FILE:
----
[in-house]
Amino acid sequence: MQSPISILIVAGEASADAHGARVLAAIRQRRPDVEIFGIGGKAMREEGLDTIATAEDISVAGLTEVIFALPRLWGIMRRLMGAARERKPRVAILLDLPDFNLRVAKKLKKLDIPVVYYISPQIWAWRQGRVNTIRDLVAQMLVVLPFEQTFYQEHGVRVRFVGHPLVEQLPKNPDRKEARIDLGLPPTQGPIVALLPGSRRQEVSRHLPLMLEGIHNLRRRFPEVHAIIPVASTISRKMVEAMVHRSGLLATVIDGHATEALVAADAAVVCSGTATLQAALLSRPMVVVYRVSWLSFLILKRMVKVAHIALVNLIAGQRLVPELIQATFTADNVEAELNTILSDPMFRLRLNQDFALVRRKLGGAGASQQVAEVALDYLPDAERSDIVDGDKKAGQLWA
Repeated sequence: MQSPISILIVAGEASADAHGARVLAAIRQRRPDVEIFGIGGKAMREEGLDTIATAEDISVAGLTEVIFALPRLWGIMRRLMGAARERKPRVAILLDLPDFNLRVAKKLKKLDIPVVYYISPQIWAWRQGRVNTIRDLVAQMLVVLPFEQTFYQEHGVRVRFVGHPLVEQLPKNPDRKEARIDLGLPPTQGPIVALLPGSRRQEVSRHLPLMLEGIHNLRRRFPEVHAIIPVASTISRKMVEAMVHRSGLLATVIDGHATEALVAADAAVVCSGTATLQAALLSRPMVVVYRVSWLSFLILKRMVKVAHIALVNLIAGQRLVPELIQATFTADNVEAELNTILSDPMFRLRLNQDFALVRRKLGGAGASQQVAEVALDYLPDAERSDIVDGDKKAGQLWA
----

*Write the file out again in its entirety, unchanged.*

[in-house]
Amino acid sequence: MQSPISILIVAGEASADAHGARVLAAIRQRRPDVEIFGIGGKAMREEGLDTIATAEDISVAGLTEVIFALPRLWGIMRRLMGAARERKPRVAILLDLPDFNLRVAKKLKKLDIPVVYYISPQIWAWRQGRVNTIRDLVAQMLVVLPFEQTFYQEHGVRVRFVGHPLVEQLPKNPDRKEARIDLGLPPTQGPIVALLPGSRRQEVSRHLPLMLEGIHNLRRRFPEVHAIIPVASTISRKMVEAMVHRSGLLATVIDGHATEALVAADAAVVCSGTATLQAALLSRPMVVVYRVSWLSFLILKRMVKVAHIALVNLIAGQRLVPELIQATFTADNVEAELNTILSDPMFRLRLNQDFALVRRKLGGAGASQQVAEVALDYLPDAERSDIVDGDKKAGQLWA
Repeated sequence: MQSPISILIVAGEASADAHGARVLAAIRQRRPDVEIFGIGGKAMREEGLDTIATAEDISVAGLTEVIFALPRLWGIMRRLMGAARERKPRVAILLDLPDFNLRVAKKLKKLDIPVVYYISPQIWAWRQGRVNTIRDLVAQMLVVLPFEQTFYQEHGVRVRFVGHPLVEQLPKNPDRKEARIDLGLPPTQGPIVALLPGSRRQEVSRHLPLMLEGIHNLRRRFPEVHAIIPVASTISRKMVEAMVHRSGLLATVIDGHATEALVAADAAVVCSGTATLQAALLSRPMVVVYRVSWLSFLILKRMVKVAHIALVNLIAGQRLVPELIQATFTADNVEAELNTILSDPMFRLRLNQDFALVRRKLGGAGASQQVAEVALDYLPDAERSDIVDGDKKAGQLWA